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spartan max2

Any lifelong meditators here?

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spartan max2

Hello,

Any lifelong meditators on UM? If so, what's your routine?

I've dabble with it in the past and have enjoyed it but recently decided I should get back into it. My stress has been building up the last year or so. Current events not helping lol.

I want to try to get back into it. I'm thinking about making trying to out 15 mins aside each day. What has worked for you?

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OverSword

I used to but my brain won't be quiet anymore.  I relieve stress through exercise now.

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XenoFish

I spent about 10 years in daily practice till everything went to hell in my life (2011). I've done mindful meditation mostly now. 

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spartan max2
18 minutes ago, OverSword said:

I used to but my brain won't be quiet anymore.  I relieve stress through exercise now.

I normally run, but my I.T band started acting up so I haven't been able to for a couple months and it's starting to drag me down I think.

So I'm trying to find alternatives.

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spartan max2
15 minutes ago, XenoFish said:

I spent about 10 years in daily practice till everything went to hell in my life (2011). I've done mindful meditation mostly now. 

What was your routine?

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XenoFish
3 minutes ago, spartan max2 said:

What was your routine?

Do Easy

This is what I try to do each day as it is basically mindful meditation.

I used to perform both focal (focused attention) and void (no thought) meditation an hour each daily. But I've stuck with the 'do easy' method for over a year now.

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Desertrat56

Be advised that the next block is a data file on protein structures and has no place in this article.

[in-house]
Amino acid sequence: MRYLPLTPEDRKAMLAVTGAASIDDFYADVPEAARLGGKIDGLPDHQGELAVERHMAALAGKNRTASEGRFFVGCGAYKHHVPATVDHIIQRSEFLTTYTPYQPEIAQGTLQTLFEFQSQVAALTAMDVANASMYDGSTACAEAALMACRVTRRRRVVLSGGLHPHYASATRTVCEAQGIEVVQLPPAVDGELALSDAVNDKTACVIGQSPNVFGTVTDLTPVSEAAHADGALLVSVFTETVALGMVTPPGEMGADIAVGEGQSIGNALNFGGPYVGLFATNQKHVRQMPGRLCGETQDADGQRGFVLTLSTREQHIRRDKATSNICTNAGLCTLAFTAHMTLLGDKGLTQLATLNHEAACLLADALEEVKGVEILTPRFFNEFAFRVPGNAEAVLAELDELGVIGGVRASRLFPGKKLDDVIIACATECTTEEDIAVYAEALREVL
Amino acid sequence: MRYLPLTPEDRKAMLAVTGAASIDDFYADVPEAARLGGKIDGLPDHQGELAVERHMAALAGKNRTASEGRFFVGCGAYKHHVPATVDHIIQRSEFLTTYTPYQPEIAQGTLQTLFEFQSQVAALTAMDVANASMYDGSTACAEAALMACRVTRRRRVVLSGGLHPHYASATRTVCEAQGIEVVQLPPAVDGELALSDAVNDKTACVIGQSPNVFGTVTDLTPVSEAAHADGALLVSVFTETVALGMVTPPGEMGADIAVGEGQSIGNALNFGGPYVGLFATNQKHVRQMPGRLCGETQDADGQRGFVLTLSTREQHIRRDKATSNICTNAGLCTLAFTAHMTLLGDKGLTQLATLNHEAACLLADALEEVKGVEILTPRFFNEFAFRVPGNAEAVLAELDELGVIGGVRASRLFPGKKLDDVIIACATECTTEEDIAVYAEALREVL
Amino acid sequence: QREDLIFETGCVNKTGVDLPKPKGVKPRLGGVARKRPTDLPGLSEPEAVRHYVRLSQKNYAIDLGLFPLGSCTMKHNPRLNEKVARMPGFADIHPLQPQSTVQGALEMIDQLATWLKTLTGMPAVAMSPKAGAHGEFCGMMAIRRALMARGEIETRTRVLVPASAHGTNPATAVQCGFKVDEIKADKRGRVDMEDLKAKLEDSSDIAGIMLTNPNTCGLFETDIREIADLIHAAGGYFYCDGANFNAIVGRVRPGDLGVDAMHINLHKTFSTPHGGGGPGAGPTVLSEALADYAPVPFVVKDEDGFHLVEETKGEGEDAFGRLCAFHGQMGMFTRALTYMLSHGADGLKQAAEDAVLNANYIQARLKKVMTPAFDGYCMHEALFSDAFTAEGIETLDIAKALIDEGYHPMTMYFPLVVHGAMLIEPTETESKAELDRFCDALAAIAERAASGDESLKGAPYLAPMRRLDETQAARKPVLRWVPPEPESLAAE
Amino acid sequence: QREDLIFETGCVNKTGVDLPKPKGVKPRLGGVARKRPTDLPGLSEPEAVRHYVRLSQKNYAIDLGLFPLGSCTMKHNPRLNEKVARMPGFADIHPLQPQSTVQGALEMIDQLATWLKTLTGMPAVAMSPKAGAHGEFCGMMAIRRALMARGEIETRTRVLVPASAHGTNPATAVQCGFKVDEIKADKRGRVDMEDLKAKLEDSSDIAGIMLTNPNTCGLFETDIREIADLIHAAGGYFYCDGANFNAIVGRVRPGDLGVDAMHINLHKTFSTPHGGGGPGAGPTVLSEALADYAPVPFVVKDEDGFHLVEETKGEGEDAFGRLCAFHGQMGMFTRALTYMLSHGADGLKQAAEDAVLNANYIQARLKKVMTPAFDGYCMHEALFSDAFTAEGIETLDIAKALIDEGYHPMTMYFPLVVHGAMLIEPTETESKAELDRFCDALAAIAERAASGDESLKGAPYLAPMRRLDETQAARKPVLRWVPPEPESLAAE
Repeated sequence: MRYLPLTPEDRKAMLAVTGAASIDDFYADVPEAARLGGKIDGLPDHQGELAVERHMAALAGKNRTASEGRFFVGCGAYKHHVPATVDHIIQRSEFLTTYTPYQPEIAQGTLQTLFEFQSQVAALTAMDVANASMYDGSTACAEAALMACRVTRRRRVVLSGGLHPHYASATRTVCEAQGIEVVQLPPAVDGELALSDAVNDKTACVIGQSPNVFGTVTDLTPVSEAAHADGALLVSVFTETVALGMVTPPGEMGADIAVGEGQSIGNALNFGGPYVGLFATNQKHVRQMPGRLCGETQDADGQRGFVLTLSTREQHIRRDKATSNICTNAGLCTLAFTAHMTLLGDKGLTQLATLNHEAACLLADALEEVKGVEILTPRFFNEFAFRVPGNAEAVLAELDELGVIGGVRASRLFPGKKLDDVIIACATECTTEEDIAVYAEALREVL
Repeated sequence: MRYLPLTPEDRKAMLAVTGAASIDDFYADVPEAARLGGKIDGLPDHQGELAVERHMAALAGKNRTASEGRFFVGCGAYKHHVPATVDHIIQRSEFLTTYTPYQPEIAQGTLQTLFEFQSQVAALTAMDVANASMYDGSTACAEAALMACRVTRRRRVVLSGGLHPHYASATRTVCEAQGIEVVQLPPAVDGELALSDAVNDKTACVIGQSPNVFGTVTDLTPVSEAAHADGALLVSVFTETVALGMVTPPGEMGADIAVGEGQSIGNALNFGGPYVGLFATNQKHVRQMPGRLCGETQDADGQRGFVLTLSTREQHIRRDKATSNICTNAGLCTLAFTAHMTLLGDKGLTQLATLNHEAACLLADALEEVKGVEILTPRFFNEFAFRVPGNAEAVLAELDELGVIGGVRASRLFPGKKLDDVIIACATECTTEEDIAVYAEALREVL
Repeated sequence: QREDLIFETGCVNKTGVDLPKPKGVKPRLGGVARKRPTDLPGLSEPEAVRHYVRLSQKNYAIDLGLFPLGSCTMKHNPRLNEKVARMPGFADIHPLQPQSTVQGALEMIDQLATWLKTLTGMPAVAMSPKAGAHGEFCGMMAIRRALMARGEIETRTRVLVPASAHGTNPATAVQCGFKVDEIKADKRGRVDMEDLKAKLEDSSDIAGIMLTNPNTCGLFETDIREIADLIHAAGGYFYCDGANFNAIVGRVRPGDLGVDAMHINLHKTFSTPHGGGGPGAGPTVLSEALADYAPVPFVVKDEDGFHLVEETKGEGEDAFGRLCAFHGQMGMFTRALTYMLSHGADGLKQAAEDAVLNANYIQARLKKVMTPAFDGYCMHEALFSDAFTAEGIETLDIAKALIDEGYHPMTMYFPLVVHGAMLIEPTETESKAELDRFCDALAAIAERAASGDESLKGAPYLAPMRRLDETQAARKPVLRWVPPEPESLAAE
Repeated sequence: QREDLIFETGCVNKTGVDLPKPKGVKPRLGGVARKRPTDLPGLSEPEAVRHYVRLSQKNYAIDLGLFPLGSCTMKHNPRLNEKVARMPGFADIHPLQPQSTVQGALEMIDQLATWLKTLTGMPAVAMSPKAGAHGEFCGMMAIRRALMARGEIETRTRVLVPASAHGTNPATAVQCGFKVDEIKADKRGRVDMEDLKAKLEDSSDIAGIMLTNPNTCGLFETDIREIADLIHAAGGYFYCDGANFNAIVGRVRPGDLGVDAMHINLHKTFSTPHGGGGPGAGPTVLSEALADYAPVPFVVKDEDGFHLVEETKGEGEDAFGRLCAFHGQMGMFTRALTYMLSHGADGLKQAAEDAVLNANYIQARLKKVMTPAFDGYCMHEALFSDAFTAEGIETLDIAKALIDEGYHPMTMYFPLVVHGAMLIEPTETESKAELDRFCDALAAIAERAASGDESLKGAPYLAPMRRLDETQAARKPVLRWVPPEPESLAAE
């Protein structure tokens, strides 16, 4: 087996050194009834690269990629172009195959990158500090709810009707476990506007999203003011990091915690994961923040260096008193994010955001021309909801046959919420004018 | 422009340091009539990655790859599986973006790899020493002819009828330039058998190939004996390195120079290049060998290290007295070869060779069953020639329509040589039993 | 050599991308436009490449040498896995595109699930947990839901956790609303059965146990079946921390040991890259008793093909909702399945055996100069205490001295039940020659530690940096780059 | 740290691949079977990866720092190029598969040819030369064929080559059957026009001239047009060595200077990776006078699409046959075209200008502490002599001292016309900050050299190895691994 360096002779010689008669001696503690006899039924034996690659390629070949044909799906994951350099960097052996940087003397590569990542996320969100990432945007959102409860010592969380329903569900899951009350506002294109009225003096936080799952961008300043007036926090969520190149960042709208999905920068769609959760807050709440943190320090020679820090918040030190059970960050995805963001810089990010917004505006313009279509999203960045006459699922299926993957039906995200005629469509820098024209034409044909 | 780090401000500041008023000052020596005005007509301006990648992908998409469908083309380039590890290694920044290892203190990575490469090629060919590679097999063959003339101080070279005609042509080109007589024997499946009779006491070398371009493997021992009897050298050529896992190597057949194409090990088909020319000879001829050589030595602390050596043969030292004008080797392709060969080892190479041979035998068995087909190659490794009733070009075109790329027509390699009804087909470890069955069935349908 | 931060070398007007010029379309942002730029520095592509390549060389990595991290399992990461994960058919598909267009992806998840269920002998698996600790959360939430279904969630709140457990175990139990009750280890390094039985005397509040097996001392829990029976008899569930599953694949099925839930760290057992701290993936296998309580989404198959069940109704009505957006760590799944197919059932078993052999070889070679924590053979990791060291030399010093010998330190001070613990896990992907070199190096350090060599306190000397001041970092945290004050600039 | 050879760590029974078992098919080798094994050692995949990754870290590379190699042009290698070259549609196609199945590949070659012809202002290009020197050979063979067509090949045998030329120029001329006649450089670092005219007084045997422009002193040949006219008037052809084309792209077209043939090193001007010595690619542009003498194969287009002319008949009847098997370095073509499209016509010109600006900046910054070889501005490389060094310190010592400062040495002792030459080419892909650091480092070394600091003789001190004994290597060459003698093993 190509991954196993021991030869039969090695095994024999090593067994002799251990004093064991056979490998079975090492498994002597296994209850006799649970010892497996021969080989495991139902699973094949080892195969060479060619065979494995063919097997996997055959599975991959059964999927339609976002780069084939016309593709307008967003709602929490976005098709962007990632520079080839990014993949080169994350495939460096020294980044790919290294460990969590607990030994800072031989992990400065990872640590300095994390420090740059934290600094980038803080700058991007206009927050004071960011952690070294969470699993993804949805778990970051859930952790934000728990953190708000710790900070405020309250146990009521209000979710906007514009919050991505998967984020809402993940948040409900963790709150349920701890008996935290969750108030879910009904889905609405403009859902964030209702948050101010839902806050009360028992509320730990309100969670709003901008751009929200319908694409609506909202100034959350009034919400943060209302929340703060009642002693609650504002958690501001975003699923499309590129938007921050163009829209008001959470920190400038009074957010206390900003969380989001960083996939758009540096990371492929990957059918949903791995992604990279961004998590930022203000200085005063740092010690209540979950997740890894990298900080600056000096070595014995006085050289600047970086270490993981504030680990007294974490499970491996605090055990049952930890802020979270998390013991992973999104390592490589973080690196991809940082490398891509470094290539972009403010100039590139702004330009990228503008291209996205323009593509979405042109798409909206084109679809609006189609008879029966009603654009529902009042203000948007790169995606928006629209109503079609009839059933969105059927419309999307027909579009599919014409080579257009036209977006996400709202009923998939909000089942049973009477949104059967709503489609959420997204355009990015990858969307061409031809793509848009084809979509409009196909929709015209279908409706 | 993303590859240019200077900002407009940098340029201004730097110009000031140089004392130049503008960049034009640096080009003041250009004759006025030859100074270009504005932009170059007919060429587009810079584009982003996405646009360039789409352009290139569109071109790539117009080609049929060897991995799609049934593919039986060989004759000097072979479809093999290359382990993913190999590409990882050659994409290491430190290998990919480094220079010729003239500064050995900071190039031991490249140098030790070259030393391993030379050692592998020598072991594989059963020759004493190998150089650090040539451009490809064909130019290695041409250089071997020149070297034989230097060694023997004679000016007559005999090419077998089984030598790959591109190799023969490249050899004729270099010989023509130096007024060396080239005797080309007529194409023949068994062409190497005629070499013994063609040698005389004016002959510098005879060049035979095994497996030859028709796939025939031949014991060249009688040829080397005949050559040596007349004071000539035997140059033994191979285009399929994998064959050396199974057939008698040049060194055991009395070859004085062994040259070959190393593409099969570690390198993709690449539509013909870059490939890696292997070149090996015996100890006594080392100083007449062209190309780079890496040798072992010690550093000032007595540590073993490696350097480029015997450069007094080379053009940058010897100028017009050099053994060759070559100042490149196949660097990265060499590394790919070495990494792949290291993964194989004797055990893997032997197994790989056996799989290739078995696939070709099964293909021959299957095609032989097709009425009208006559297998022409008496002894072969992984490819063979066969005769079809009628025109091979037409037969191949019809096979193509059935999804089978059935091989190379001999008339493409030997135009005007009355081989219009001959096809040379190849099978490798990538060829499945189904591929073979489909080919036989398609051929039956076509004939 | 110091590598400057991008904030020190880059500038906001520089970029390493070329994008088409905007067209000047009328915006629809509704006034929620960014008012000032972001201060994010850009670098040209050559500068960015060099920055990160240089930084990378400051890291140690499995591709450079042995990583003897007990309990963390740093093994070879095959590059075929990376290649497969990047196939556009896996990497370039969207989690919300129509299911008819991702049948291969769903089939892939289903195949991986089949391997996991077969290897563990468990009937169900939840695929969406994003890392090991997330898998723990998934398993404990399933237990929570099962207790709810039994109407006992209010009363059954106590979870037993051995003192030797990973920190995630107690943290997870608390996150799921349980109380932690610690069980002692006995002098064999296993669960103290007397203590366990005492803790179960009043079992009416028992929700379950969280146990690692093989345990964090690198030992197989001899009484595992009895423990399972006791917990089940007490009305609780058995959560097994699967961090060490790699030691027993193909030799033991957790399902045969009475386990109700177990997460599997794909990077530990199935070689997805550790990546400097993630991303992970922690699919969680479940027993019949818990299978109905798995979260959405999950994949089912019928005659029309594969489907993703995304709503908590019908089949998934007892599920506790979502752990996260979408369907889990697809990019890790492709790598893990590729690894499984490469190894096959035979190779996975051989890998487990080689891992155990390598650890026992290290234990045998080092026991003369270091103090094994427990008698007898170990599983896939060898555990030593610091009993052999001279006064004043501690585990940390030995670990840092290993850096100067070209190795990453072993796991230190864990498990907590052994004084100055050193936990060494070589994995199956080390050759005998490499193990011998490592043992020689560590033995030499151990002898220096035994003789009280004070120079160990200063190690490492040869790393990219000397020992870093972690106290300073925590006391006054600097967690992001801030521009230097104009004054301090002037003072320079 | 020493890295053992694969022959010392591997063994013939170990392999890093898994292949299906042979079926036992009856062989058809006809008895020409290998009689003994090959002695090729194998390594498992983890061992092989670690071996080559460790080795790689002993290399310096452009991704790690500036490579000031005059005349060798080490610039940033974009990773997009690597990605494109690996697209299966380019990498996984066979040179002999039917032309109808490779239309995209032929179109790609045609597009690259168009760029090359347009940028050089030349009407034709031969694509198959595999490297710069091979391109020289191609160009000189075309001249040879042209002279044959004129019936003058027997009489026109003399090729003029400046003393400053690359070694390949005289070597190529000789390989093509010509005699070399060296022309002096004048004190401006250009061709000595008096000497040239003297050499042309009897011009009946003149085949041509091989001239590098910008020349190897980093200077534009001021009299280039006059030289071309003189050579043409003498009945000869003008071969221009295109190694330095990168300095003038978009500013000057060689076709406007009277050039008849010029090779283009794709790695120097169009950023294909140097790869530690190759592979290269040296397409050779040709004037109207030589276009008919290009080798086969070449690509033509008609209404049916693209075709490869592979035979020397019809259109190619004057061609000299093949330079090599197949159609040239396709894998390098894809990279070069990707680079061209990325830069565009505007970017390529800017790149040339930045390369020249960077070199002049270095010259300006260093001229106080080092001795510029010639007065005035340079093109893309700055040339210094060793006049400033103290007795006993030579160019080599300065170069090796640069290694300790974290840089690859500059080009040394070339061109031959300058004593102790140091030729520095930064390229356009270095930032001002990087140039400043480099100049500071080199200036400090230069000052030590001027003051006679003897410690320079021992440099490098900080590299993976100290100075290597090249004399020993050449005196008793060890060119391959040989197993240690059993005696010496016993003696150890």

My meditation, something I have been doing since I was a kid, is when I am doing yard work or dishes.  I didn't realize it was  meditation until I a few meditation classes.  I have never found the "blank mind" meditation possible or useful.  Hatha Yoga is a good way to get exercise and meditation at the same time, but if you are a runner you know that in itself is a type of meditation.

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lightly
Posted (edited)
2 hours ago, spartan max2 said:

Hello,

Any lifelong meditators on UM? If so, what's your routine?

I've dabble with it in the past and have enjoyed it but recently decided I should get back into it. My stress has been building up the last year or so. Current events not helping lol.

I want to try to get back into it. I'm thinking about making trying to out 15 mins aside each day. What has worked for you?

I should get back into it too.  I used to just ,sit up straight, close my eyes ...and pay attention to my breathing...slow , calm , and full...and pay some attention to letting all of my muscles relax...from head to toe..  By paying some attention to those ...I could lessen attention to what was going through my mind.  I wouldn't  try to ignore thoughts....just let them pass by without attaching to them.. I would picture my mind as calm water....and thoughts as ripples on calm  water. ...and thoughts would quiet and fade. ..by relaxing like that my heart rate would soften and slow down.      I can still reach that state in just a few slow , relaxing breaths .

Edited by lightly
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micahc
Posted (edited)

i listen to different videos on meditation on youtube.  i ran across this guy and found him interesting. a little goofy but he teaches meditation.  he has a few guided ones as well as instruction.  

this is the first one i listened to of his.

 

Edited by micahc
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Cookie Monster
Posted (edited)
4 hours ago, spartan max2 said:

Hello,

Any lifelong meditators on UM? If so, what's your routine?

I've dabble with it in the past and have enjoyed it but recently decided I should get back into it. My stress has been building up the last year or so. Current events not helping lol.

I want to try to get back into it. I'm thinking about making trying to out 15 mins aside each day. What has worked for you?

For stress?

Step 1: You encounter a threat to your emotional or physical well being.

Step 2: In response to the threat your brains sends a signal to your kidneys telling them to release adrenaline. It also makes your posture go rigid which is part of the mechanism that suspends your breathing.

Step 3: Your brain detects higher adrenaline and responds by activating the problem solving part of your brain. It makes you search for what made you stressed, how it happened, how to stop it, how to avoid it in the future, and trawls your memories looking for similar events which might have relevance to the current one.